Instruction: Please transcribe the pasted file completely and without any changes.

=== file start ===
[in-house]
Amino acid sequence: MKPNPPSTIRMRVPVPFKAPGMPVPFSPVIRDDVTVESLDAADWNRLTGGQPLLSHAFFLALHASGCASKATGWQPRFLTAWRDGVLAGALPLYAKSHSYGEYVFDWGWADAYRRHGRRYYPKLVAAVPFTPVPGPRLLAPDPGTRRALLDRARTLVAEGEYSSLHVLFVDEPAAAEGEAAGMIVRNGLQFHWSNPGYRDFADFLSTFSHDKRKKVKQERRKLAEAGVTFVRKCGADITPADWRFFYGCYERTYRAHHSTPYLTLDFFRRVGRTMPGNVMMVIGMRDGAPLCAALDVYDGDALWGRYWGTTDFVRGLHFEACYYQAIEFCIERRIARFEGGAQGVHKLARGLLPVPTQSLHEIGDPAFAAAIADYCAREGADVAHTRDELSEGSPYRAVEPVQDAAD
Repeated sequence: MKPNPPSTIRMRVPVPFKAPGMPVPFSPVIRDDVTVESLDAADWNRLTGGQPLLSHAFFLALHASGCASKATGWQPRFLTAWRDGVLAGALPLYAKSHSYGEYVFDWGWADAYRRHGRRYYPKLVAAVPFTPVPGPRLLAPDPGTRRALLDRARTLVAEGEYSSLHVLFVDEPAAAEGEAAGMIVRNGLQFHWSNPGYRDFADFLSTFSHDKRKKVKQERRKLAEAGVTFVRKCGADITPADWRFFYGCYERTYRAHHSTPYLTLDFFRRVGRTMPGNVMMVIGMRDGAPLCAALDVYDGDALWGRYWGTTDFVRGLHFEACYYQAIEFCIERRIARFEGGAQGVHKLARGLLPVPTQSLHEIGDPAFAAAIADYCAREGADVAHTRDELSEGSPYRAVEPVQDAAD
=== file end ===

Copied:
[in-house]
Amino acid sequence: MKPNPPSTIRMRVPVPFKAPGMPVPFSPVIRDDVTVESLDAADWNRLTGGQPLLSHAFFLALHASGCASKATGWQPRFLTAWRDGVLAGALPLYAKSHSYGEYVFDWGWADAYRRHGRRYYPKLVAAVPFTPVPGPRLLAPDPGTRRALLDRARTLVAEGEYSSLHVLFVDEPAAAEGEAAGMIVRNGLQFHWSNPGYRDFADFLSTFSHDKRKKVKQERRKLAEAGVTFVRKCGADITPADWRFFYGCYERTYRAHHSTPYLTLDFFRRVGRTMPGNVMMVIGMRDGAPLCAALDVYDGDALWGRYWGTTDFVRGLHFEACYYQAIEFCIERRIARFEGGAQGVHKLARGLLPVPTQSLHEIGDPAFAAAIADYCAREGADVAHTRDELSEGSPYRAVEPVQDAAD
Repeated sequence: MKPNPPSTIRMRVPVPFKAPGMPVPFSPVIRDDVTVESLDAADWNRLTGGQPLLSHAFFLALHASGCASKATGWQPRFLTAWRDGVLAGALPLYAKSHSYGEYVFDWGWADAYRRHGRRYYPKLVAAVPFTPVPGPRLLAPDPGTRRALLDRARTLVAEGEYSSLHVLFVDEPAAAEGEAAGMIVRNGLQFHWSNPGYRDFADFLSTFSHDKRKKVKQERRKLAEAGVTFVRKCGADITPADWRFFYGCYERTYRAHHSTPYLTLDFFRRVGRTMPGNVMMVIGMRDGAPLCAALDVYDGDALWGRYWGTTDFVRGLHFEACYYQAIEFCIERRIARFEGGAQGVHKLARGLLPVPTQSLHEIGDPAFAAAIADYCAREGADVAHTRDELSEGSPYRAVEPVQDAAD